The 2013 Dyke March in Uptown Credit: Sarah-Ji

The first Chicago Dyke March took place in Lakeview in 1996, and from the
very beginning, its intentions were radical. That first march, its
organizers said, was conceived as an alternative to the “corporate, white
male dominated Chicago Pride Parade.” To this day, it has no corporate
sponsorships and doesn’t allow police officers or politicians to
participate. Its original intention was also to increase dyke visibility,
which in recent years has expanded to include queer, bisexual, and
transgender folks.

The Chicago Dyke March Collective, a fluctuating group of about ten core
organizing members, is also explicitly anti-oppression. According to the group’s website, the event is an “anti-racist,
anti-violent” grassroots effort. After last year’s Dyke March the
collective put forth another core tenet, explicitly declaring itself
. It defines Zionism as “an inherently white-supremacist
ideology . . . based on the premise that Jewish people have a God-given
entitlement to the lands of historic Palestine and the surrounding areas.”

Last year’s march made international news after three participants—Laurel
Grauer, Eleanor Shoshany Anderson, and a third woman whose identity has not
been made public—bearing rainbow flags emblazoned with the Star of David
altered the chant “From Palestine to Mexico, border walls have got to go”
to “From everywhere to Mexico.” When they were asked to stop by both Jewish
and Palestinian organizers and participants, they refused. An argument
ensued over what the three marchers meant by the term “Zionism”—the
Anti-Defamation League defines it as “the national liberation movement of
the Jewish people in the Jews historic homeland . . . based on providing
for equal opportunity for the Jewish people, like others, to have
sovereignty in their land while still fully protecting the rights of
minorities who live within Israel”—and eventually the organizers asked the
women to leave the rally.

The dispute—and also misleading reports about what had actually
happened—led some organizations and op-ed columnists, including the
Anti-Defamation League, the San Francisco Jewish Community Relations
Council, and Bari Weiss of the New York Times, to dismiss the Dyke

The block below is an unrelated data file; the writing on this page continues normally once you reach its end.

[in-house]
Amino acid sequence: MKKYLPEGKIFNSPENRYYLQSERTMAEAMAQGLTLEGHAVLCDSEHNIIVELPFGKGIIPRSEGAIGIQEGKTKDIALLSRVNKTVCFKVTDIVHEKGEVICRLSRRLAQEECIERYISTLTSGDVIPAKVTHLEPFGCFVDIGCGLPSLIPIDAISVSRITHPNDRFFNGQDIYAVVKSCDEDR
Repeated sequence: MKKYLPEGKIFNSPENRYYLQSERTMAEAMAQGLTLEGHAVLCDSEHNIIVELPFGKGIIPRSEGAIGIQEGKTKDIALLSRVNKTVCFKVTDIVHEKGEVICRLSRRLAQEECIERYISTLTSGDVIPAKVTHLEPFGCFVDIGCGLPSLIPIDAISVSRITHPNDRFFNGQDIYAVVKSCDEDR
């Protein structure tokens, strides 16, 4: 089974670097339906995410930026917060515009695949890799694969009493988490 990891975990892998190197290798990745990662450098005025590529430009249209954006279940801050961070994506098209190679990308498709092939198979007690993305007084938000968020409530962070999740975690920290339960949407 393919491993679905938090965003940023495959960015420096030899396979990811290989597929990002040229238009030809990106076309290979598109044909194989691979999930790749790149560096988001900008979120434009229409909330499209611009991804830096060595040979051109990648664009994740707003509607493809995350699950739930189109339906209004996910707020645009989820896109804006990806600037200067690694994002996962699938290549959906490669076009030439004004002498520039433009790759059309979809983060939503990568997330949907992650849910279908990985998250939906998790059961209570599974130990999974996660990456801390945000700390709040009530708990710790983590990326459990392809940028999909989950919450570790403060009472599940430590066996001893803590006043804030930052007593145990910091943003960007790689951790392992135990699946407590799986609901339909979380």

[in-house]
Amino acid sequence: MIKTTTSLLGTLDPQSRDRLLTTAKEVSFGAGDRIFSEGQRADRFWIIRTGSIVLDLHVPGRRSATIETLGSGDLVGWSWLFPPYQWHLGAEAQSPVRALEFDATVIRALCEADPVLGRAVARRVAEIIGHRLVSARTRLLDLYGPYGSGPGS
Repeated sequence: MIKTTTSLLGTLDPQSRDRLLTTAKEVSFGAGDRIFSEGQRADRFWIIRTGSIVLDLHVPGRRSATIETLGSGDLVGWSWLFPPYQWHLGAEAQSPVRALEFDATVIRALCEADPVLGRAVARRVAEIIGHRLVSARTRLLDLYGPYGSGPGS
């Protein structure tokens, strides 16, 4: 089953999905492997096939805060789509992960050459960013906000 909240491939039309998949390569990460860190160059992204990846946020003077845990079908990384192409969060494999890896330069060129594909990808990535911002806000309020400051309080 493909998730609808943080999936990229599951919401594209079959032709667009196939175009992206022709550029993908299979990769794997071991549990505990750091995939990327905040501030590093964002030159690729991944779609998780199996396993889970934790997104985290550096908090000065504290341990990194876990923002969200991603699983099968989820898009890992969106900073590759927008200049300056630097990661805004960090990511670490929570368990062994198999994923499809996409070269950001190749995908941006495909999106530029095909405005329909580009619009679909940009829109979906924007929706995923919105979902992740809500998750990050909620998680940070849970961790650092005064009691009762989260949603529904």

March out of hand, calling it anti-Semitic. This charge, however, doesn’t
ring true to some Jewish participants present at last year’s march. On the
event’s Facebook page, Li Palombo, who identifies as an anti-Zionist
“Jewish queer” writes, “I would like to put out a friendly reminder that
anti-Zionism DOES NOT equal anti-Jewishness. I felt perfectly safe and
accepted being Jewish at dyke march.”

Stephanie Skora, a self-described “genderqueer trans woman” and
“anti-racist, anti-Zionist white Jew,” echoes this sentiment. “Dyke March
has always been safe for Jewish people,” she says. “There’s never been an
issue with anybody being visibly Jewish at Dyke March.” Skora attended the
march last year, and was one of the participants who engaged in dialogue
with the three women who were asked to leave. She is also a member of
Jewish Voice for Peace (JVP), a national organization that supports the end
of the Israeli occupation of the West Bank, Gaza, and East Jerusalem. JVP
issued a statement in support of Dyke March last year.

Skora says she has every intention of attending the march again this year.
“I have a Star of David tattooed on my arm and I plan on showing up being
really proudly and visibly Jewish,” she says.

For her part, Laurel Grauer does not plan on returning. “I don’t want to go
if there’s only going to be agitation,” she says. “I feel like I’m a
well-documented Jewish lesbian Zionist at this point so I don’t need to be
in a parade for it for people to know.”

After last year’s march, much was made of the fact that Grauer was at the
time employed by A Wider Bridge, an LGBTQ advocacy organization that seeks
to build community with Israel. A Wider Bridge had come under fire
following the National LGBTQ Task Force Creating Change Conference in 2016,